primary key


Also found in: Acronyms.

primary key

[′prī‚mer·ē ′kē]
(computer science)
A key that identifies a record or portion of a record and determines the sequence of records in a file or other data structure.

primary key

(database)
A unique identifier, often an integer, that labels a certain row in a table of a relational database.

When this value occurs in other tables as a reference to a particular row in the first table it is called a "foreign key".

Some RDBMSes can generate a new unique identifier each time a new row is inserted, others merely allow a column to be constrained to contain unique values.

A table may have multiple candidate keys, from which the primary key is chosen. The primary key should be an arbitrary value, such as an autoincrementing integer. This avoids dependence on uniqueness, permanence and format of existing columns with real-world meaning (e.g. a person's name) or other external identifier (e.g. social security number).

There should be enough possible primary key values to cater for the current and expected number of rows, bearing in mind that a wider column will generally be slower to process.

primary key

The column (field) in a relational database that uniquely identifies the row in the table. For example, account number is often a primary key. A "composite primary key" or "super key" is made up of two or more columns such as account number + name. See candidate key.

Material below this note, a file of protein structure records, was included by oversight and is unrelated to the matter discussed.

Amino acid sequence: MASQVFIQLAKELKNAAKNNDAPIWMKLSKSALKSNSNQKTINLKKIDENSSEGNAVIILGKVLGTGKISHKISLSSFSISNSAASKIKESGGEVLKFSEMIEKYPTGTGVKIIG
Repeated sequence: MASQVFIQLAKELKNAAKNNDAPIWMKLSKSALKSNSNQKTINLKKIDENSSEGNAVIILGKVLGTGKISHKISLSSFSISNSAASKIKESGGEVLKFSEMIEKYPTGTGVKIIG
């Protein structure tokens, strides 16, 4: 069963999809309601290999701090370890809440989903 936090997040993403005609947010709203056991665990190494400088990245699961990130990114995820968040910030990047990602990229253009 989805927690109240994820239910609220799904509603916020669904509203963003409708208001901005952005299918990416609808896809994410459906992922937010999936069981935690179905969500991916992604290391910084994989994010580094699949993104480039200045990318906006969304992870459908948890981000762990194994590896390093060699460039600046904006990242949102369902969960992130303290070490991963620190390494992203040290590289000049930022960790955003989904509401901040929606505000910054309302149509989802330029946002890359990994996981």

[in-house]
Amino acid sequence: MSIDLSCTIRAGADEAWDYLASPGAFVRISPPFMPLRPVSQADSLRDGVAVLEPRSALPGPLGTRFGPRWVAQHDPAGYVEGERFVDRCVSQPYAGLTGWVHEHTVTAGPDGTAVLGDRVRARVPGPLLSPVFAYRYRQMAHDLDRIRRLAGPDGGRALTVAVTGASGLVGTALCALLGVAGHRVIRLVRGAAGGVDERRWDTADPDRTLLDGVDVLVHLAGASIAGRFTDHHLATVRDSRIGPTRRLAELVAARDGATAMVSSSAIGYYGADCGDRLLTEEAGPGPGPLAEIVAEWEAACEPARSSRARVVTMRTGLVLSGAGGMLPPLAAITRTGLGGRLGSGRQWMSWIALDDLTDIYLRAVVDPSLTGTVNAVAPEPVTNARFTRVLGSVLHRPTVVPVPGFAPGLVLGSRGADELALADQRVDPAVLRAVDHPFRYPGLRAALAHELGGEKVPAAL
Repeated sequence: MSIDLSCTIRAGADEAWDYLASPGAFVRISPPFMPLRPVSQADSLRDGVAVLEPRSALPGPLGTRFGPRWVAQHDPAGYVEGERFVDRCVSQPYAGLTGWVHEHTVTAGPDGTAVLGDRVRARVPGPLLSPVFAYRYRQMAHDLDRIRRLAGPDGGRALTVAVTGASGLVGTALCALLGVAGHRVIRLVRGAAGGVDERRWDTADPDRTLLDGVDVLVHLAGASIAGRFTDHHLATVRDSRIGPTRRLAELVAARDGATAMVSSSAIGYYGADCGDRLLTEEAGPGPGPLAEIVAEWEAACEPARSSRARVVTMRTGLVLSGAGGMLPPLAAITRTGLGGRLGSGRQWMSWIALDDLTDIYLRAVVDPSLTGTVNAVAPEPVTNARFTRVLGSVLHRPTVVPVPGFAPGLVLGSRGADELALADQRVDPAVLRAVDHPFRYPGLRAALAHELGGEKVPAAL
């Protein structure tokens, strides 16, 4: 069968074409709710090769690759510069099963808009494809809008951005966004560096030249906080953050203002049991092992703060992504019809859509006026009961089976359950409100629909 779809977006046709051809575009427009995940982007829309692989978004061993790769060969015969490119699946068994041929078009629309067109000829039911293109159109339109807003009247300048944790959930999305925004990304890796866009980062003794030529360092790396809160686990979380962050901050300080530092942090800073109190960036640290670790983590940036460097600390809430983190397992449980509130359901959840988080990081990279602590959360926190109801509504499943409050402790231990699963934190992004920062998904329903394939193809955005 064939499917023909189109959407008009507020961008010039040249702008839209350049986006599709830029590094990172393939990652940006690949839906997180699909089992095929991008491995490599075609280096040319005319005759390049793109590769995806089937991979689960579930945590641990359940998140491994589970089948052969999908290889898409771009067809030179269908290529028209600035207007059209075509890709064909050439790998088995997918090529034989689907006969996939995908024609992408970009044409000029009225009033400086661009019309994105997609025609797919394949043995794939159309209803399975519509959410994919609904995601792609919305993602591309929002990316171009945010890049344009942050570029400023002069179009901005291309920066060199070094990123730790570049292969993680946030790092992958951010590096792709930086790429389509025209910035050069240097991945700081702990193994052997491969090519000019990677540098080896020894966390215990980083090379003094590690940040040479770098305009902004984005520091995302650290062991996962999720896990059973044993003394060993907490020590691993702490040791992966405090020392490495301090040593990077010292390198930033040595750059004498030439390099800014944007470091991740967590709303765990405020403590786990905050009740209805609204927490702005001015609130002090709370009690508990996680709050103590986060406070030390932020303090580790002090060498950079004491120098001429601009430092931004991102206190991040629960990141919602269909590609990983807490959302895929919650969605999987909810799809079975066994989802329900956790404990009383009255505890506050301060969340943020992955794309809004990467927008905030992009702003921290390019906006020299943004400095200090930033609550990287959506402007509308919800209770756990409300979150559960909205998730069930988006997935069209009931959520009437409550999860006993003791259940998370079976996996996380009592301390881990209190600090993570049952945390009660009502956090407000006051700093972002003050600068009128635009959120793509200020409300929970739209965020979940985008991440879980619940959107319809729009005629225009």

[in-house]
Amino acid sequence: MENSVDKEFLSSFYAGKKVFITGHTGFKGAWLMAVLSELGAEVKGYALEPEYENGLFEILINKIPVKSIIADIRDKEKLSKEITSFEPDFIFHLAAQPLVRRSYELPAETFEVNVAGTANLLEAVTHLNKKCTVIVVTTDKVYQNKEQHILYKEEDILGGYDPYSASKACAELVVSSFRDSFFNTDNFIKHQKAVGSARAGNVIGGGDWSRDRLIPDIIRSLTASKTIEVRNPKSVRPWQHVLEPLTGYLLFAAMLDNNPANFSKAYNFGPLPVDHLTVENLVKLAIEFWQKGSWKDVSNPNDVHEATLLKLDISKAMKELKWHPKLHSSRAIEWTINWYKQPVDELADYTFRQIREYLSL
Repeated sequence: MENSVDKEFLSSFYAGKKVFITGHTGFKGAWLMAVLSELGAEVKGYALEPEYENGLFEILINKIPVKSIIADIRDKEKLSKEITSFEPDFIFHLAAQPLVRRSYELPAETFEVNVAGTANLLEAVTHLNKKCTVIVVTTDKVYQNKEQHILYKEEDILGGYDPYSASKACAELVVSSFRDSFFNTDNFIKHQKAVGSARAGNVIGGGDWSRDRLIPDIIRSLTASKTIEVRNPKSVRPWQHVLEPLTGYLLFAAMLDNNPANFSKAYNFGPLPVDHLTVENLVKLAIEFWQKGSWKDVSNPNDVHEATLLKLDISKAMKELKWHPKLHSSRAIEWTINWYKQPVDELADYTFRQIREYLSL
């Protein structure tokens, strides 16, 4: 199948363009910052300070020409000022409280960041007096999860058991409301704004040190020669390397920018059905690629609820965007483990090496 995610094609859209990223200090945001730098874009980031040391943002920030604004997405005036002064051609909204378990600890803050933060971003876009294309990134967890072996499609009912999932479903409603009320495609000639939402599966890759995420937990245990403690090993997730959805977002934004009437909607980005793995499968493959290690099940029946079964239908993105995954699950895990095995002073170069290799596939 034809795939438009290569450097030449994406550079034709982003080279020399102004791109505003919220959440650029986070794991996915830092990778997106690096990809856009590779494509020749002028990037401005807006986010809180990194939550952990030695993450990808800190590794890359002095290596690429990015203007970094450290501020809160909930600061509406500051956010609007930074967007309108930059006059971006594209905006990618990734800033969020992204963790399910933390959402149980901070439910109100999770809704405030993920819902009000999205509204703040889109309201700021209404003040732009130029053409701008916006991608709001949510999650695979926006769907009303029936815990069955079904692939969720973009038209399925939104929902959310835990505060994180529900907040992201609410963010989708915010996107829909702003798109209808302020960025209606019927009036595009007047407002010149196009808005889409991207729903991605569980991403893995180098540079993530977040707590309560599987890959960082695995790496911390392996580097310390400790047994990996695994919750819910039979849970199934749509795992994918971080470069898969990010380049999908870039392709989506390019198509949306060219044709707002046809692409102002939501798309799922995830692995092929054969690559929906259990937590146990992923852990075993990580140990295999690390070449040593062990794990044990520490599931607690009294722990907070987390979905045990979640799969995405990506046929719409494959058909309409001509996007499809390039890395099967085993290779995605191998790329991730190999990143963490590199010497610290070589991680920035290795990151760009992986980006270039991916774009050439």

References in periodicals archive ?
This work has mainly the following major advantages: (i) the general and original definition of normal forms is used, (ii) the removal of redundant dependencies, (iii) in all phases, the computation of attributes closure are minimized compared to other algorithms although using a restricted definition of normal forms, and (iv) a primary key is determined for any generated relation.
Ensure all primary keys, foreign keys, and referential integrity constraints are clearly set.
8, "1" indicates that the query "Select 'Name' by 'ID'" is allowed to be executed and, on the basis of this data request, the data element "Name" can be matched using the data element "ID." Since the ID was the primary key in the database, we considered it as a unique characteristic in our example.
The second case is presented below: Gene_Product Database: GeneProduct relation ID Symbol DBRef Species Int Primary Key Varchar2 Varchar2 Integer Foreign Key Foreign Key Type Full_Name Varchar2 Char Genome Database: Genome relation Gene_ID Species CHR Strend Int Primary Key Int Foreign Key Varchar2 Int Gene_Name Description Varchar2 Varchar2 Global Schema: Our proposed model ID Symbol Dbxref Species Type CHR Strend Description Full_Name Global Schema: [8, 13] ID Symbol Species Type Full_Name CHR Strend and Description DBxref
We assume that the primary Key is intact because dropping it may cause loss of important data.
This development was crucial as data is the primary key to success that makes all the algorithms work.
In subtable 1 of Table 13, the reference number of an entity is the primary key that can be uniquely identified to represent an individual row field in the table.
Coach Micky Arthur insists "fitness is the primary key to Inzamam-ul-Haq success in modern day cricket", and says the players will go to a fitness boot camp in Pakistan as soon as the Champions Trophy finishes.
The primary key of the history table is the union of the primary key of the present table and the time_range attribute of the history table.
And that, she says, is part of the primary key to success.

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